that uses a focused beam of electrons to form the circuit patterns needed for material deposition on (or removal from) the wafer, in contrast withwhich uses light for the same purpose. Electron lithography offers higher patterning resolution than optical lithography because of the shorter wavelength possessed by the 10-50 keV electrons that it employs.
Given the availability of technology that allows a small-diameter focused beam of electrons to be scanned over a surface, an EBL system doesnt need masks anymore to perform its task (unlike optical lithography, which uses photomasks to project the patterns). An EBL system simply draws the pattern over the resist wafer using the electron beam as its drawing pen. Thus, EBL systems produce the resist pattern in a serial manner, making it slow compared to optical systems.
Atypical EBL systemconsists of the following parts: 1) an electron gun or electron source that supplies the electrons; 2) an electron column that shapes and focuses the electron beam; 3) a mechanical stage that positions the wafer under the electron beam; 4) a wafer handling system that automatically feeds wafers to the system and unloads them after processing; and 5) a computer system that controls the equipment.
Figure 1.Example of an electron beam lithography equipment from Jeol
The resolution of optical lithography is limited by diffraction, but this is not a problem for electron lithography. The reason for this is the short wavelengths (0.2-0.5 angstroms) exhibited by the electrons in the energy range that they are being used by EBL systems. However, the resolution of an electron lithography system may be constrained by other factors, such aselectron scatteringin the resist and by variousaberrationsin its electron optics.
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Just like optical lithography, electron lithography also uses positive and negative resists, which in this case are referred to as electron beam resists (ore-beam resists). E-beam resists are e-beam-sensitive materials that are used to cover the wafer according to the defined pattern.
Positive electron resists produce an image that is the same as the pattern drawn by the e-beam (positive image), while negative ones produce the reverse image of the pattern drawn (negative image). Positive resists undergo bond breaking when exposed to electron bombardment, while negative resists form bonds or cross-links between polymer chains under the same situation.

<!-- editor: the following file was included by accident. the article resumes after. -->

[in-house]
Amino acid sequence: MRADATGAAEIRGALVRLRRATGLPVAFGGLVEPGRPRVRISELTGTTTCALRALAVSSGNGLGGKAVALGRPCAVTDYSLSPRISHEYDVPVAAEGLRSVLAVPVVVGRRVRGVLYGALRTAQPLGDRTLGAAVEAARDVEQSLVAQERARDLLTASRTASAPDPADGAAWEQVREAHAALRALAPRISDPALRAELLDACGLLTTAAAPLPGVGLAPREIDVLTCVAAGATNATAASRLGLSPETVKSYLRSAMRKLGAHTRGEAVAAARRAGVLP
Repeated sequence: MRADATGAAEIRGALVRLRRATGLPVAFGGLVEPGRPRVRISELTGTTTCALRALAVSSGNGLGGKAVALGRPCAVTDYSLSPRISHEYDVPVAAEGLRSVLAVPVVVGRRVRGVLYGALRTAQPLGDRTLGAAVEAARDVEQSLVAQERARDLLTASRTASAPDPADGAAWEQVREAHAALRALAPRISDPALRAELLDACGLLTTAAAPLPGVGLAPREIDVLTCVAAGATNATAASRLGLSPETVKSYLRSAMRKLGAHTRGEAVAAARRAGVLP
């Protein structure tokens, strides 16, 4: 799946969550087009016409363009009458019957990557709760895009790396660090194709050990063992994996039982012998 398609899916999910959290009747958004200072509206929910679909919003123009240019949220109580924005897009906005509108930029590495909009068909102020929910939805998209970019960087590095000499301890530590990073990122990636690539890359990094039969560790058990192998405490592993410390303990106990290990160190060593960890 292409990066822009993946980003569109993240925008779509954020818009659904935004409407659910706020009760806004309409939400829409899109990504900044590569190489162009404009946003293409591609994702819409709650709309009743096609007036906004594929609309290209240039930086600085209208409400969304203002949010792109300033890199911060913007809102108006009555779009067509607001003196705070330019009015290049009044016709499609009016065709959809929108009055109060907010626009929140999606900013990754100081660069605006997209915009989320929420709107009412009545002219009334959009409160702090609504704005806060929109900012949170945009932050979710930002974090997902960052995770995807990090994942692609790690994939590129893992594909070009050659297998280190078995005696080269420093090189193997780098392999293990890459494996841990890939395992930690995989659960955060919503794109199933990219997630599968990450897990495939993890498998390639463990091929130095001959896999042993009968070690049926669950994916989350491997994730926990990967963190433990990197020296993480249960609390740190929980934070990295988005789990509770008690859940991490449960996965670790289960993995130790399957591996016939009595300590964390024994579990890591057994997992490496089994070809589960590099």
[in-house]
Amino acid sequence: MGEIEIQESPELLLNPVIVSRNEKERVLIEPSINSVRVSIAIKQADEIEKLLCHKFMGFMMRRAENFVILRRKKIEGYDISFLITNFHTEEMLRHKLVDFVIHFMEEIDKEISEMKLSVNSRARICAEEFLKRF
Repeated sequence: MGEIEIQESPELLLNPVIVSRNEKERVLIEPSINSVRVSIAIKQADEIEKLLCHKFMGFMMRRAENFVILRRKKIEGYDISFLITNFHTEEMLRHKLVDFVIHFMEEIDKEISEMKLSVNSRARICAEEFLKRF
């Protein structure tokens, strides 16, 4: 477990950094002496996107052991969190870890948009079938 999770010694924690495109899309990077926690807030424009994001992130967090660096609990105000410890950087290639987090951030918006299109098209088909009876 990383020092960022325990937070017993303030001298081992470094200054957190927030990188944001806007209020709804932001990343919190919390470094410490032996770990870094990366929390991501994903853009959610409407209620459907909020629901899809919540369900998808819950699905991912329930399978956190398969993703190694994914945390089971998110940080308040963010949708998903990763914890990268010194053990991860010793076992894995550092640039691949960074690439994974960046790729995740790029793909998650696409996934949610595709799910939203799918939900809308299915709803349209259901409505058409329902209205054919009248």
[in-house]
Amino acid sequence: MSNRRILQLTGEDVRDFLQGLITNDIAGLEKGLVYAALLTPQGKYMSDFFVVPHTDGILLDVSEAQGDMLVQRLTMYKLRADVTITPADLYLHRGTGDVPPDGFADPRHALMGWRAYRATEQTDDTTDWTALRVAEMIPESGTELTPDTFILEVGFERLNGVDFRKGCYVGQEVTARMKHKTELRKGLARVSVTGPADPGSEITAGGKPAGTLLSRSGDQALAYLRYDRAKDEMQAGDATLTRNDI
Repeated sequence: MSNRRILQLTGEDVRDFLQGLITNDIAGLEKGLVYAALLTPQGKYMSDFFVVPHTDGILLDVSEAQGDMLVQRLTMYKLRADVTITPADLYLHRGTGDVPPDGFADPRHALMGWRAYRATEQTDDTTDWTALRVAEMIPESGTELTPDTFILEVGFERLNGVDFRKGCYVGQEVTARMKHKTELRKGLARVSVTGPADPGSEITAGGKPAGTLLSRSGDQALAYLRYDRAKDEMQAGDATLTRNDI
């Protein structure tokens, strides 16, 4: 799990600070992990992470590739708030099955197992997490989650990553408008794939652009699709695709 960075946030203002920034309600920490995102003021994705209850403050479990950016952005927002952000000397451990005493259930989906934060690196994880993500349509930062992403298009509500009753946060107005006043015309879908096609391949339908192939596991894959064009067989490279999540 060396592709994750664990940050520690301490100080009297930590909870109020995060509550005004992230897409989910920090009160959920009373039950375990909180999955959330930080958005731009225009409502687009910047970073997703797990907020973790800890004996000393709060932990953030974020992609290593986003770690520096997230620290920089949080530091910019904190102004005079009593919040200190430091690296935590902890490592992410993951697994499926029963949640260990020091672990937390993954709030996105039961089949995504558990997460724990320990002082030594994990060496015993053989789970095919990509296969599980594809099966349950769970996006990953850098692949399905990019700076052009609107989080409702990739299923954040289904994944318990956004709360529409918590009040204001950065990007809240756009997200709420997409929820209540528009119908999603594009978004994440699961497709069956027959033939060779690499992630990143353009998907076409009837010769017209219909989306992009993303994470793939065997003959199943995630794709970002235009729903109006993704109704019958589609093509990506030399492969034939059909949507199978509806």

As a result, areas of the positive resist that are exposed to electrons become more soluble in the developer solution, while the exposed areas of the negative resist become less soluble. This is the reason why positive resists form positive images – because its electron-exposed areas will result in exposed areas on the wafer after theyve dissolved in the developer. In the case of negative resists, the electron-exposed areas will become the unexposed areas on the wafer, forming a negative image.
The resolution achievable with any resist is limited by two major factors: 1) the tendency of the resist to swell in the developer solution and 2) electron scattering within the resist.
Resist swellingoccurs as the developer penetrates the resist material. The resulting increase in volume can distort the pattern, to the point that some adjacent lines that are not supposed to touch become in contact with each other.
Resist contractionafter the resist has undergone swelling can also occur during rinsing. However, this contraction is often not enough to bring the resist back to its intended form, so the distortion brought about by the swelling remains even after rinsing. Unfortunately, a swelling/contraction cycle weakens the adhesion of the smaller features of the resist to the substrate, which can create undulations in very narrow lines. Reducing resist thickness decreases the resolution-limiting effects of swelling and contraction.
When electrons strike a material, they penetrate the material and lose energy from atomic collisions. These collisions can cause the striking electrons to scatter, a phenomenon that is aptly known asscattering. The scattering of electrons may be backward ( or back-scattering, wherein electrons bounce back), but it is often forward through small angles with respect to the original path.
During electron beam lithography, scattering occurs as the electron beam interacts with the resist and substrate atoms. This electron scattering has two major effects: 1) itbroadensthe diameter of the incident electron beam as it penetrates the resist and substrate; and 2) it gives the resist unintended extra doses of electron exposure as back-scattered electrons from the substrate bounce back to the resist.
Thus, scattering effects during e-beam lithography result inwiderimages than what can be ideally produced from the e-beam diameter, degrading the resolution of the EBL system. In fact, closely-spaced adjacent lines can add electron exposure to each other, a phenomenon known asproximity effect.
See Also:Lithography/Etch;Optical Lithography;IC Manufacturing;Wafer Fab Equipment